Human Rights Commissions and Public Policy: The Role of the Canadian Human Rights Commission in Advancing Sexual Orientation Equality Rights in Canada

By Nierobisz, Annette; Searl, Mark et al. | Canadian Public Administration, June 2008 | Go to article overview

Human Rights Commissions and Public Policy: The Role of the Canadian Human Rights Commission in Advancing Sexual Orientation Equality Rights in Canada


Nierobisz, Annette, Searl, Mark, Theroux, Charles, Canadian Public Administration


Abstract: This article examines the capacity of human rights commissions to foster public policy change by focusing on the Canadian Human Rights Commission (CHRC) and its role in advancing sexual orientation equality rights in Canada. The case study is informed by commission annual reports, speeches by past chief commissioners, presentations by the commission to parliamentary committees, and an examination of 442 sexual orientation complaints closed by the commission by 2005. The study shows that, from its inception, the commission had a simple and consistent message: sexual orientation should not be the basis for denying individuals employment, services or benefits. Using a variety of strategies, the CHRC facilitated the incorporation of this message into the Canadian Human Rights Act by promoting the designation of sexual orientation as a prohibited ground of discrimination. Subsequently, the commission became actively involved in securing equal access to employment-related benefits in the federal sphere for same-sex couples and also added its voice in support of legal recognition of same-sex marriage. The authors conclude by discussing how the unique position of human rights commissions gives them the potential to play an important role in public policy development, even when there may be a lack of political will or public support.

Sommaire : Le present article examine l'aptitude des commissions des droits de la personne a encourager les changements dans la politique publique en mettant l'accent sur la Commission canadienne des droits de la personne (CCDP) et son role dans la promotion des droits a l'egalite en matiere d'orientation sexuelle au Canada. L' etude de cas tire ses informations des rapports annuels de la commission, des allocutions prononcees par d'anciens presidents de la commission, des presentations faites par la commission aux comites parlementaires, et d'un examen de 442 plaintes relatives a l'orientation sexuelle traitees par la commission jusqu'en 2005. U etude indique que, depuis sa creation, la commission avait un message simple et unanime : l'orientation sexuelle ne devrait pas etre un motif invoque pour refuser de l'emploi, des services ou des avantages sociaux a des particuliers. Grace a diverses strategies, la CCDP a facilite l'integration de ce message a la Loi canadienne sur les droits de la personne en faisant en sorte que l'orientation sexuelle soit designee comme un motif de discrimination interdit. Par la suite, la commission a ete active sur la scene federale pour assurer que les conjoints de meme sexe beneficient de l'egalite d'acces aux avantages lies a l'emploi, et elle a egalement soutenu la reconnaissance 1egale du mariage des conjoints de meme sexe. En conclusion, les auteurs discutent la position unique des commissions des droits de la personne qui leur offre le potentiel de jouer un role important dans l'e1aboration des politiques gouvernementales, meme avec un manque de volonte politique ou de soutien public.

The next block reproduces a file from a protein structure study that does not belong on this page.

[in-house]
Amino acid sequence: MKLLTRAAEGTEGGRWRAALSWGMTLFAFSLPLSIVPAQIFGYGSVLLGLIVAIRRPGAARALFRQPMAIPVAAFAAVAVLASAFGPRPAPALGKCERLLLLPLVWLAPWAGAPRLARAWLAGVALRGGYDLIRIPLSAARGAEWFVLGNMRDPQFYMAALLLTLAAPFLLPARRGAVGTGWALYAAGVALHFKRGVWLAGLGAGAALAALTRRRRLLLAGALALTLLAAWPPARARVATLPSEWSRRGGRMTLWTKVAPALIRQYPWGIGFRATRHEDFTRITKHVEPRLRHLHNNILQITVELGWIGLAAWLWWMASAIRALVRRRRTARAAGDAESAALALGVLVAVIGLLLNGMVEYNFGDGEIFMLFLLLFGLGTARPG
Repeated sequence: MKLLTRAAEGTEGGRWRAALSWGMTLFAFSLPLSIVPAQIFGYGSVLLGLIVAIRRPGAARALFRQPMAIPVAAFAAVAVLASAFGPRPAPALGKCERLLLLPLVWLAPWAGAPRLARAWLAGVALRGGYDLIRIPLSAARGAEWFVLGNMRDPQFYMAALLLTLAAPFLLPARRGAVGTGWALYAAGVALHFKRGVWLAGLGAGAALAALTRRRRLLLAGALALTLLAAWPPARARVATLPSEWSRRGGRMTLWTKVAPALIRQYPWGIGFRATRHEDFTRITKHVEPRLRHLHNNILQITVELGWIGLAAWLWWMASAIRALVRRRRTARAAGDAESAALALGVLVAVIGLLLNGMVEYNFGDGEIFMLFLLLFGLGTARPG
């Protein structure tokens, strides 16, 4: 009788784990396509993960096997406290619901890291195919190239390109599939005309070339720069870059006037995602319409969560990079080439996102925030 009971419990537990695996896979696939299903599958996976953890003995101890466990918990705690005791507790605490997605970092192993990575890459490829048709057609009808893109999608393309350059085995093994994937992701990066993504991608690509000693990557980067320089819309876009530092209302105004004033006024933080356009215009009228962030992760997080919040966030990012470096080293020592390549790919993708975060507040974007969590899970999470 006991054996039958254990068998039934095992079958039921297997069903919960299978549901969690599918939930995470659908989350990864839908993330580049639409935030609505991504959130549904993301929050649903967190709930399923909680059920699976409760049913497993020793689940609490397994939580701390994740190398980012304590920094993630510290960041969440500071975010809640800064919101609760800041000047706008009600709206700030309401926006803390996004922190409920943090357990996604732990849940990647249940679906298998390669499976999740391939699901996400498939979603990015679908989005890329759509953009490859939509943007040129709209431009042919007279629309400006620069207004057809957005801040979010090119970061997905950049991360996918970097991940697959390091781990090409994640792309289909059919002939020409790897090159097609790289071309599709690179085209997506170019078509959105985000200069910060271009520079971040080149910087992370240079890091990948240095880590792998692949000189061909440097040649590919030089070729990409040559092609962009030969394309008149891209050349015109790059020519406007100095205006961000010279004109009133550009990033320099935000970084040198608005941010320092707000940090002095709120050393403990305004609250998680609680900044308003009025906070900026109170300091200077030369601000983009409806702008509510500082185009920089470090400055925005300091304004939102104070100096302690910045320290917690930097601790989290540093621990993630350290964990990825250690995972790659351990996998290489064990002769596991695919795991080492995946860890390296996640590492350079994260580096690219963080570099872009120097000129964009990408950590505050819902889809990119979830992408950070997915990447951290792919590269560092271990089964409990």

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Since the emergence of the Universal Declaration of Human Rights in 1948, a series of state-based human rights institutions have emerged to protect and promote equality rights. In Canada, the formalization of equality rights occurred in part through the creation of human rights codes and commissions designed to administer and enforce the codes. Provincial codes and human rights commissions were established between 1962 and 1979, while a federal human rights commission emerged in 1977, with the passage of Bill C-25, the Canadian Human Rights Act (CHRA). (1) Human rights legislation and human rights commissions in the territories were developed later. (2)

The provincial, territorial and federal commissions are closely related in structure and mandate. They are autonomous, state-sponsored institutions that operate in the public interest. Their legal mandate is to protect and promote equality and freedom from discrimination on grounds prohibited in their respective human rights legislation. …

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Human Rights Commissions and Public Policy: The Role of the Canadian Human Rights Commission in Advancing Sexual Orientation Equality Rights in Canada
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